Scratch that. I have wonderful neighbors, most of whom have lived on my street longer than the 27 years my wife and I have been there.
It’s the people a few blocks away I wonder about. How much do they earn last year and what did they pay?
Why isn’t everybody’s tax return public?
This isn’t the first time I’ve asked this. It tends to make for an interesting conversation starter, especially with the federal income tax deadline looming so close.
When it comes to President Trump, his enemies want to know his actual earnings and how low he was able to finagle his actual tax obligation. The demand is grounded in a reasonable assumption that transparency (and perhaps embarrassment) is a great weapon against corruption and privilege.
But if it would work at the highest level of government, why not elsewhere?
For the answer, you can turn to the land of my ancestry — Norway. Ever since the 1800s, individual tax records there have been public.
A schoolteacher in a town south of Oslo told the BBC a couple of years ago that she remembers people lining up in the old days to have a look through the huge books of personal tax information as soon as they were available each year for public inspection. You could learn anyone’s net income, net assets and how much they paid in taxes, but you had to hurry because people were waiting in line behind you.
You can imagine what the digital age did to this ritual. Starting in 2001, the information went online, and Norwegian media put it all on easily navigated websites. Someone developed apps that would automatically rank your Facebook friends by income or that would compare individual earnings by geographic area.
The editor of continentaltelegraph.com said the nation became so obsessed with seeing how much neighbors made that the media began calling this pastime “tax porn.”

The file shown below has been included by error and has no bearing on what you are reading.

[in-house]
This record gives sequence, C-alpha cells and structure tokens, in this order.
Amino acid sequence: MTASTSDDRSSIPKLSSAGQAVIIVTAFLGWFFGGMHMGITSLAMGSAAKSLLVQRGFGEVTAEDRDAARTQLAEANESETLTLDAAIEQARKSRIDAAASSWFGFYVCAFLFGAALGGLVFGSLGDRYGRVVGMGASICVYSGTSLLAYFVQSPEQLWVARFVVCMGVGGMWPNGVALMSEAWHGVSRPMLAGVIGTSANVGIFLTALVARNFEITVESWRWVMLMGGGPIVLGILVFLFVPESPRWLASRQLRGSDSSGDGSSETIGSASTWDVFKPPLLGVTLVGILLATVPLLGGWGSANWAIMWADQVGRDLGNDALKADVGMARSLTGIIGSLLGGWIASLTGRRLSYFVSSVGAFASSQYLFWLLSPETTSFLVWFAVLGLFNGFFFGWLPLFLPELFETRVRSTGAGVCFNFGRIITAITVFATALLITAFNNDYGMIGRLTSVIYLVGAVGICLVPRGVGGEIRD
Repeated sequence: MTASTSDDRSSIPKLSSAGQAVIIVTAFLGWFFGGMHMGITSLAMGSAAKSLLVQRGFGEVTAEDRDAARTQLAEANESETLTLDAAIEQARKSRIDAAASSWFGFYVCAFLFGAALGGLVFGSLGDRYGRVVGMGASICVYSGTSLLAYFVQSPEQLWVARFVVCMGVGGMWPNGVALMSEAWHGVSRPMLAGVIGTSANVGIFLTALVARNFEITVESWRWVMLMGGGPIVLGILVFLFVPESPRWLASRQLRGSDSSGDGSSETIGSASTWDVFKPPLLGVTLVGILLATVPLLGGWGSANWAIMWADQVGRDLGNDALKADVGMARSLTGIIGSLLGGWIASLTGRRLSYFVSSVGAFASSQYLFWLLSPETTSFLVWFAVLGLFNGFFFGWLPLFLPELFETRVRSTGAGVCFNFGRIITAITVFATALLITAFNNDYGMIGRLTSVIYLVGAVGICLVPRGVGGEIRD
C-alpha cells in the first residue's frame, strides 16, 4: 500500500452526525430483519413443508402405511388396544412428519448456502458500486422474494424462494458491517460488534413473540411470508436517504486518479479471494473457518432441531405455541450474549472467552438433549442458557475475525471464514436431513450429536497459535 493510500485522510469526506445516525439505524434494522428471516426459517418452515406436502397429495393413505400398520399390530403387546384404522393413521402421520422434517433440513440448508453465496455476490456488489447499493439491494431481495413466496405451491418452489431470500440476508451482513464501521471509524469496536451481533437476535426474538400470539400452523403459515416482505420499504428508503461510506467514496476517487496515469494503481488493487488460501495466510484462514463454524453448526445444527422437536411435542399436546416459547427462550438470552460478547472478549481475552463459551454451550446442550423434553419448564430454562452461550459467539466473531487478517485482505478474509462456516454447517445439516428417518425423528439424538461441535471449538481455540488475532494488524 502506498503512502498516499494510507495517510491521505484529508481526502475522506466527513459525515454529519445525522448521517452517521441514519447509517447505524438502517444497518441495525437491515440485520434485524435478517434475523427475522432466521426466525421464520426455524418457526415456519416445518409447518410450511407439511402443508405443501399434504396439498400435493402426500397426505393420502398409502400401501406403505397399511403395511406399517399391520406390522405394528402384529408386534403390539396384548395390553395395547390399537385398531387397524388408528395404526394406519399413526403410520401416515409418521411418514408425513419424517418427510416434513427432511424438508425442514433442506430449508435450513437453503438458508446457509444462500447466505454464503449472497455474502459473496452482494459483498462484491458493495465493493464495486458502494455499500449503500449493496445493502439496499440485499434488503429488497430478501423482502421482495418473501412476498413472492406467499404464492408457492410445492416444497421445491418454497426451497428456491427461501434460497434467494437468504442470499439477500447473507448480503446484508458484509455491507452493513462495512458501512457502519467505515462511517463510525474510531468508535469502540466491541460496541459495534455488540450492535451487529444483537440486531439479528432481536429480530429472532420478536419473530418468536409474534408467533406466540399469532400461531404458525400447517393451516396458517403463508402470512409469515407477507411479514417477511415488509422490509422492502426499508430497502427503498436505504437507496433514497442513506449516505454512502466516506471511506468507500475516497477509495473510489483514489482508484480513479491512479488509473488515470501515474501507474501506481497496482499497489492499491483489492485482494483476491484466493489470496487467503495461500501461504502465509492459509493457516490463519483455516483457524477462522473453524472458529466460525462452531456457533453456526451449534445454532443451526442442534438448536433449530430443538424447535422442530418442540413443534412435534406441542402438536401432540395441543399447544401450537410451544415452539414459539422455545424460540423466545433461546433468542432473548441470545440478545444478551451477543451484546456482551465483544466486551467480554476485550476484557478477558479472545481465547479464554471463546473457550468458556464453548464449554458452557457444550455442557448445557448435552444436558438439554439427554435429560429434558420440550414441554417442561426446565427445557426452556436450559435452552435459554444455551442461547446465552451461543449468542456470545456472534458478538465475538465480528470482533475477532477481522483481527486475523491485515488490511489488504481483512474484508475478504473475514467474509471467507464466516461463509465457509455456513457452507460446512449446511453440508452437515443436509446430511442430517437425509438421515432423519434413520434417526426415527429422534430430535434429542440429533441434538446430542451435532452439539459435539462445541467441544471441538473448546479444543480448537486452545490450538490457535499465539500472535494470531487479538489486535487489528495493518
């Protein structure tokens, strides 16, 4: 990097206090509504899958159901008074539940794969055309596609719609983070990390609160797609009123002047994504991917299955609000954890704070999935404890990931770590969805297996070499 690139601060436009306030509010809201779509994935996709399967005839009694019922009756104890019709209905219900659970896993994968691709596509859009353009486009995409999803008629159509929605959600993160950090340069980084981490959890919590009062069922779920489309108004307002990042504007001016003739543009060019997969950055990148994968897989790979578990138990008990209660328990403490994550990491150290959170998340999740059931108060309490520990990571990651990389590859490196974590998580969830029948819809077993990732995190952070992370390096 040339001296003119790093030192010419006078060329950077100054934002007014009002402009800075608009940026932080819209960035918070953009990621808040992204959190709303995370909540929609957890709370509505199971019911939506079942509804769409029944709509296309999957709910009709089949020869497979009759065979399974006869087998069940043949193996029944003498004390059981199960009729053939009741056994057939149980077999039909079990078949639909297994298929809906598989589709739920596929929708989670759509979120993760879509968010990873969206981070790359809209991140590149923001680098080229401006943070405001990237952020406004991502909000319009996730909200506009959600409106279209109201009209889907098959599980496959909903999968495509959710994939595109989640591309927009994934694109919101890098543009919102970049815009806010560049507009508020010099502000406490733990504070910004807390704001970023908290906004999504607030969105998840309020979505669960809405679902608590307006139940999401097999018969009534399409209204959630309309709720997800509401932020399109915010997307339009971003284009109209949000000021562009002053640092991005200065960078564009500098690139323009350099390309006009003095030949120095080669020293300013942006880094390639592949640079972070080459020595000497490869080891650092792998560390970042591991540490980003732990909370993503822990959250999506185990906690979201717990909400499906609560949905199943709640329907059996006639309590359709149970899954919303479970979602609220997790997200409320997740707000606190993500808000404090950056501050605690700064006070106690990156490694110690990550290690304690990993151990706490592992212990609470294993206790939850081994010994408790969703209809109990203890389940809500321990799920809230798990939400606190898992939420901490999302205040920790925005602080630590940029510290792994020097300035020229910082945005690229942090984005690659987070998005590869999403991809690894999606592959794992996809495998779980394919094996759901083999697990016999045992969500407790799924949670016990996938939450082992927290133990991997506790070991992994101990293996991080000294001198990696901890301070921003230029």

Transparency is one thing. But when it leads to something akin to stalking, that’s another. Freedom’s inherent weakness lies in its vulnerabilities. At one extreme, tax cheats are exposed and the wealthy are pressured into paying their fair share. At the other, kids bully wealthy classmates, adults become resentful of their friends and criminals can zero in on wealthy targets.
After several years of this, Norway adjusted its laws. Tax records remain open, but to access them people now must first enter their national ID numbers. Any citizen has free access to see exactly who has been snooping around their data. As a result, the volume of curiosity seekers has dropped to one-tenth of what it had been, the director of Norway’s tax authority told the BBC.
Given the tenor of discussions I see on social media, often by people using their real names, that might not be such a deterrent in this country.
You do, whether you realize it or not, have access to most public employee salaries. Websites such as openthebooks.com can tell you every one of these from U of U football coach Kyle Whittingham to the humblest of charter school teachers.
But income tax returns are not public, and the salary information generates little, if any, interest.
The question over whether to make all returns public in this country is not new. It raged a century ago, right after the income tax first was made legal.
The New York Times back then argued for total openness, even citing the Bible in its defense.
“All privacy is scandalous,” the paper said. “These are the scriptural days when there is nothing covered which shall not be revealed and nothing hid that shall not be known. … Every man ought to prove that he is or is not taxable.”
Of course, that was back when the idea was that only the richest citizens would have to pay income tax. That idea vanished quickly, and I’m glad the idea of complete transparency did, too.
We can keep pressuring politicians to release their returns, but civility is hard enough to maintain without having regular folks snooping in each other’s assets and deductions, regardless of the good it might do.